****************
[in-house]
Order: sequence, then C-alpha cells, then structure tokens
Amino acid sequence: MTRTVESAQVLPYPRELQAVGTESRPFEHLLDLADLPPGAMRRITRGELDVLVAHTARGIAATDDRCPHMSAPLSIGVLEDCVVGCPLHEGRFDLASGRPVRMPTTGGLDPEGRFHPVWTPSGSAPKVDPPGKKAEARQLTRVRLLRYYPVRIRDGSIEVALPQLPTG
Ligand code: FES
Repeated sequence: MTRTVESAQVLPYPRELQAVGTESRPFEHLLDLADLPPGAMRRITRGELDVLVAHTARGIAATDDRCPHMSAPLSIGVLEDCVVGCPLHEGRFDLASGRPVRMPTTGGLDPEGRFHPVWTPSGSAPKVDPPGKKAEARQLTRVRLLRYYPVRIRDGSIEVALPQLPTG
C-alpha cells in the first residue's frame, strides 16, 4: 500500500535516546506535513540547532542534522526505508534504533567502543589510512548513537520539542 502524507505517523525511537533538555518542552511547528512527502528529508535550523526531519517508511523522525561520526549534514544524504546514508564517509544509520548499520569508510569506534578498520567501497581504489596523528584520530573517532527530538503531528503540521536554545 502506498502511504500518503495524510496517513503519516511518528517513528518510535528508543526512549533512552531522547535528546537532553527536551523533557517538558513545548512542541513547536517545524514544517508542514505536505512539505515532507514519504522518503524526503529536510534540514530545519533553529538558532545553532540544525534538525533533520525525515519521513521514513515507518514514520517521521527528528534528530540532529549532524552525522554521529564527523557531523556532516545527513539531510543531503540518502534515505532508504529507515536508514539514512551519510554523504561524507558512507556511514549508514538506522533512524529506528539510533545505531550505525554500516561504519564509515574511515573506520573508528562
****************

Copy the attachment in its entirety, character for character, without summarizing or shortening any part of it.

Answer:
[in-house]
Order: sequence, then C-alpha cells, then structure tokens
Amino acid sequence: MTRTVESAQVLPYPRELQAVGTESRPFEHLLDLADLPPGAMRRITRGELDVLVAHTARGIAATDDRCPHMSAPLSIGVLEDCVVGCPLHEGRFDLASGRPVRMPTTGGLDPEGRFHPVWTPSGSAPKVDPPGKKAEARQLTRVRLLRYYPVRIRDGSIEVALPQLPTG
Ligand code: FES
Repeated sequence: MTRTVESAQVLPYPRELQAVGTESRPFEHLLDLADLPPGAMRRITRGELDVLVAHTARGIAATDDRCPHMSAPLSIGVLEDCVVGCPLHEGRFDLASGRPVRMPTTGGLDPEGRFHPVWTPSGSAPKVDPPGKKAEARQLTRVRLLRYYPVRIRDGSIEVALPQLPTG
C-alpha cells in the first residue's frame, strides 16, 4: 500500500535516546506535513540547532542534522526505508534504533567502543589510512548513537520539542 502524507505517523525511537533538555518542552511547528512527502528529508535550523526531519517508511523522525561520526549534514544524504546514508564517509544509520548499520569508510569506534578498520567501497581504489596523528584520530573517532527530538503531528503540521536554545 502506498502511504500518503495524510496517513503519516511518528517513528518510535528508543526512549533512552531522547535528546537532553527536551523533557517538558513545548512542541513547536517545524514544517508542514505536505512539505515532507514519504522518503524526503529536510534540514530545519533553529538558532545553532540544525534538525533533520525525515519521513521514513515507518514514520517521521527528528534528530540532529549532524552525522554521529564527523557531523556532516545527513539531510543531503540518502534515505532508504529507515536508514539514512551519510554523504561524507558512507556511514549508514538506522533512524529506528539510533545505531550505525554500516561504519564509515574511515573506520573508528562